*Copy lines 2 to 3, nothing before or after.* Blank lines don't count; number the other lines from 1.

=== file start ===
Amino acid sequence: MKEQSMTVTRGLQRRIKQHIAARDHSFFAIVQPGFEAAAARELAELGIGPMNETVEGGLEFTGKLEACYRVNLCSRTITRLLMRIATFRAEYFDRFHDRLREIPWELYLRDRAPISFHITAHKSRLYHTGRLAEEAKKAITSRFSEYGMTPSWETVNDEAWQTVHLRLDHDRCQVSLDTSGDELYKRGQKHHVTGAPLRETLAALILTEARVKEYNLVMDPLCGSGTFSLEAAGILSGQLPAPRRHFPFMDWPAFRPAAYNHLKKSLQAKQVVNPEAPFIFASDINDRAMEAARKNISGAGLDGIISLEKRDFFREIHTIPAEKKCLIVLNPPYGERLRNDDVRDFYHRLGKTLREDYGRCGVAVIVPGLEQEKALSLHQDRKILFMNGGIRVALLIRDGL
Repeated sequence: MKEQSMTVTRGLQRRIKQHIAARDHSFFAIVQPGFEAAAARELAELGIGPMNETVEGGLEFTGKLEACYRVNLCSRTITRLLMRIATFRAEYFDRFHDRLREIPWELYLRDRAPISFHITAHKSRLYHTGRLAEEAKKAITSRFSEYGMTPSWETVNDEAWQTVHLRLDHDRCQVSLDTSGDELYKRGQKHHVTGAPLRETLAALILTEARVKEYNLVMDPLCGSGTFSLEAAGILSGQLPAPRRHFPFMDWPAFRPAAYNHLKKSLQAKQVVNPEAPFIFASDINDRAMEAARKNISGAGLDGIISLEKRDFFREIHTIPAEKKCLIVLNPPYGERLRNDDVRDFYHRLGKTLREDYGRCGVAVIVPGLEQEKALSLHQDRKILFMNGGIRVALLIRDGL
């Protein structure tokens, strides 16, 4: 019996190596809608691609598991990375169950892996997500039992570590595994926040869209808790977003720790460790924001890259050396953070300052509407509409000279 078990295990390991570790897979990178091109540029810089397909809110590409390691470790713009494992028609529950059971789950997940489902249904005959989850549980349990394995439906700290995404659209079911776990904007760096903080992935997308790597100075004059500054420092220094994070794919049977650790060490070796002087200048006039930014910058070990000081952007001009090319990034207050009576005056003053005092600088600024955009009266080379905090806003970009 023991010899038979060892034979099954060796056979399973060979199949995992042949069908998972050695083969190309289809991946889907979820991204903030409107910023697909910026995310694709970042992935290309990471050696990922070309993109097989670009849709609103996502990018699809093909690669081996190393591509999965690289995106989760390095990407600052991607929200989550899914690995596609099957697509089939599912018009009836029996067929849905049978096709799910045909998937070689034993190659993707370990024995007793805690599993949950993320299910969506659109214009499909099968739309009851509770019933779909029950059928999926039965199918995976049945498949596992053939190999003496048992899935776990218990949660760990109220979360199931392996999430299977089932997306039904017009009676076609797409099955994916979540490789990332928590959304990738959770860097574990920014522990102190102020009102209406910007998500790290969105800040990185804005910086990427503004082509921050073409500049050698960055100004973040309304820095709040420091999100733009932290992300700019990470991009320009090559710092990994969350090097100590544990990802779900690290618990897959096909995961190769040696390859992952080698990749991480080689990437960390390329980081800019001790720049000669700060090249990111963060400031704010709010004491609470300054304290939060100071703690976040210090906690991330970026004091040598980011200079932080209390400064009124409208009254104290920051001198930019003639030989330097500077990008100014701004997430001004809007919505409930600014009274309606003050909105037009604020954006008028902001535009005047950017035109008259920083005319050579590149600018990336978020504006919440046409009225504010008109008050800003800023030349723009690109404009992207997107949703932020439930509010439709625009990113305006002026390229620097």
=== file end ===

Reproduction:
Repeated sequence: MKEQSMTVTRGLQRRIKQHIAARDHSFFAIVQPGFEAAAARELAELGIGPMNETVEGGLEFTGKLEACYRVNLCSRTITRLLMRIATFRAEYFDRFHDRLREIPWELYLRDRAPISFHITAHKSRLYHTGRLAEEAKKAITSRFSEYGMTPSWETVNDEAWQTVHLRLDHDRCQVSLDTSGDELYKRGQKHHVTGAPLRETLAALILTEARVKEYNLVMDPLCGSGTFSLEAAGILSGQLPAPRRHFPFMDWPAFRPAAYNHLKKSLQAKQVVNPEAPFIFASDINDRAMEAARKNISGAGLDGIISLEKRDFFREIHTIPAEKKCLIVLNPPYGERLRNDDVRDFYHRLGKTLREDYGRCGVAVIVPGLEQEKALSLHQDRKILFMNGGIRVALLIRDGL
């Protein structure tokens, strides 16, 4: 019996190596809608691609598991990375169950892996997500039992570590595994926040869209808790977003720790460790924001890259050396953070300052509407509409000279 078990295990390991570790897979990178091109540029810089397909809110590409390691470790713009494992028609529950059971789950997940489902249904005959989850549980349990394995439906700290995404659209079911776990904007760096903080992935997308790597100075004059500054420092220094994070794919049977650790060490070796002087200048006039930014910058070990000081952007001009090319990034207050009576005056003053005092600088600024955009009266080379905090806003970009 023991010899038979060892034979099954060796056979399973060979199949995992042949069908998972050695083969190309289809991946889907979820991204903030409107910023697909910026995310694709970042992935290309990471050696990922070309993109097989670009849709609103996502990018699809093909690669081996190393591509999965690289995106989760390095990407600052991607929200989550899914690995596609099957697509089939599912018009009836029996067929849905049978096709799910045909998937070689034993190659993707370990024995007793805690599993949950993320299910969506659109214009499909099968739309009851509770019933779909029950059928999926039965199918995976049945498949596992053939190999003496048992899935776990218990949660760990109220979360199931392996999430299977089932997306039904017009009676076609797409099955994916979540490789990332928590959304990738959770860097574990920014522990102190102020009102209406910007998500790290969105800040990185804005910086990427503004082509921050073409500049050698960055100004973040309304820095709040420091999100733009932290992300700019990470991009320009090559710092990994969350090097100590544990990802779900690290618990897959096909995961190769040696390859992952080698990749991480080689990437960390390329980081800019001790720049000669700060090249990111963060400031704010709010004491609470300054304290939060100071703690976040210090906690991330970026004091040598980011200079932080209390400064009124409208009254104290920051001198930019003639030989330097500077990008100014701004997430001004809007919505409930600014009274309606003050909105037009604020954006008028902001535009005047950017035109008259920083005319050579590149600018990336978020504006919440046409009225504010008109008050800003800023030349723009690109404009992207997107949703932020439930509010439709625009990113305006002026390229620097």